The claim that capitalism is the best system for generating profits is basically correct; it’s hard to beat greed and starvation as a carrot and stick to get the gears of industry whirring. The issue here is that merely generating profits won’t solve most of the world’s problems, and in fact many of our problems come from the fact that capitalism is too effective at turning the gears of industry. Our biosphere is dying largely because capitalism values making lots of things but not un-making things; we’re choking our ecosystem to death because it’s profitable.
Capitalism has no real answers for problems like ecocide, inequality, exploitation and caring for the needful. Yes “let the markets decide” will generate lots of profits for those set up to harvest them, but profit-seeking cannot address those very serious problems. The “invisible hand of the market” gets treated as an actual deity that actually exists, with all the wisdom necessary to solve the world’s problems, but in reality the pursuit of money lacks any wisdom. It can’t solve our major problems, it can only make more stuff and generate more profit.
Find me a capitalist business plan for leaving a forest untouched. Find me a capitalist business plan for keeping someone free of illness, for ensuring that someone with nothing gets what they need, for giving resources to a struggling parent. You can’t. Capitalism can’t do this. These are the most important things in the world, and no possible iteration of capitalism has any solutions for any of them whatsoever, apart from “Well hopefully rich people will feel very charitable and fix those problems.” And how is that solution working out? It’s a joke.
The “Maybe the very rich will feel charitable and fix our problems for us” solution assumes that the very same people who are wired to do whatever it takes to claw their way to the top of the ladder will suddenly start caring deeply about everyone they stepped on to get there. Capitalism elevates sociopaths, because profit-seeking competition-based systems reward those who are willing to do whatever it takes to get ahead. That’s why we are ruled by sociopaths, and it’s why looking to “philanthropy” as a solution to our problems is a ridiculous joke.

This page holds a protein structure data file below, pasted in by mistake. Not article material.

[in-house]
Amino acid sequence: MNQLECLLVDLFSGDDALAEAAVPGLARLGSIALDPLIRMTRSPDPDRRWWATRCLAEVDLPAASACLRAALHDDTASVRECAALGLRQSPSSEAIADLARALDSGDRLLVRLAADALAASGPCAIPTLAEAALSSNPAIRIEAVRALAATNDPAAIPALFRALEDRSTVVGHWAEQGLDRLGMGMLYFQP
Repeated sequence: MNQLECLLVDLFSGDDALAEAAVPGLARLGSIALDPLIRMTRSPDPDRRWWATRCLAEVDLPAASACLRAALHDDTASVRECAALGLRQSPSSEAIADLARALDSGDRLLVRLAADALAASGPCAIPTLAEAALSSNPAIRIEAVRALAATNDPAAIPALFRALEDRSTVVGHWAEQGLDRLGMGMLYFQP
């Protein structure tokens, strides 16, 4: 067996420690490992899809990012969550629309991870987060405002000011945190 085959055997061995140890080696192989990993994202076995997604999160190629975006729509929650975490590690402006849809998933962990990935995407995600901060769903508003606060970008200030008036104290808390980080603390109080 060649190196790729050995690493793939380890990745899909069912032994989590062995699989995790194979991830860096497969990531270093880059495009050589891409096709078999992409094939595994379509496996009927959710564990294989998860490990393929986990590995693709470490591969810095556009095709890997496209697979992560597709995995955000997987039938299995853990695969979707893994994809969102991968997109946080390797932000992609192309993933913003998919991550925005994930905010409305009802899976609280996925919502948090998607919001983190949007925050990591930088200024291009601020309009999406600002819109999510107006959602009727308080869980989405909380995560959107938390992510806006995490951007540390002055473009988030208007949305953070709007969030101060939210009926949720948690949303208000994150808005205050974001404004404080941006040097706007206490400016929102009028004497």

When capitalism proponents tell socialists and communists “You don’t understand economics,” what they really mean is “You don’t understand that capitalism is the best system for generating profits.” But socialists and communists do understand this; it’s just that generating profits, in and of itself, is not sufficient.
If lack of wealth is your major problem, then capitalism can be a tool to address it; that’s what China is temporarily doing to keep up economically with the western forces who wish to enslave it. But such measures won’t solve ecocide, inequality, exploitation, and caring for the needful. For that other measures are needed.
If you want to make more of something (money, material goods), then capitalism can be a good way to do that. But if you need to make less of something (pollution, inequality, exploitation, sickness, homelessness, etc) it’s worthless, and other systems must be looked to.
You can say “But communist regimes are authoritarian blah blah” all you want, but that doesn’t change the fact that capitalism has zero answers for the most important problems facing our species. This still needs to be addressed, and moaning about Mao and Stalin isn’t an answer. Don’t like the iterations of socialism we’ve seen so far? Okay. Then find another answer, and remember we’ve already established that capitalism is not an answer; it cannot address the problems we’ve discussed here. So we need to find an actual answer that does actually work.
Dismantling capitalism, if we ever achieve it, will be the most difficult thing that humanity has ever accomplished. As hard as everyone becoming a buddha, and essentially not much different. But that doesn’t change the fact that it is existentially necessary for us to do so.
We’ll either move from competition-based systems to collaboration-based ones, eliminating all the obstacles necessary for us to do so, or we will go extinct. We are at our adapt-or-die juncture as a species.
New book! Lao Sue And Other Poems, available in paperback or PDF/ebook.
My work is entirely reader-supported, so if you enjoyed this piece please consider sharing it around, following me on Facebook, Twitter, Soundcloud or YouTube, buying an issue of my monthly zine, or throwing some money into my tip jar on Ko-fi, Patreon or Paypal. If you want to read more you can buy my books. The best way to make sure you see the stuff I publish is to subscribe to the mailing list for at my website or on Substack, which will get you an email notification for everything I publish. Everyone, racist platforms excluded, has my permission to republish, use or translate any part of this work (or anything else I’ve written) in any way they like free of charge. For more info on who I am, where I stand, and what I’m trying to do with this platform, click here. All works co-authored with my American husband Tim Foley.
Feature image via Wikimedia Commons.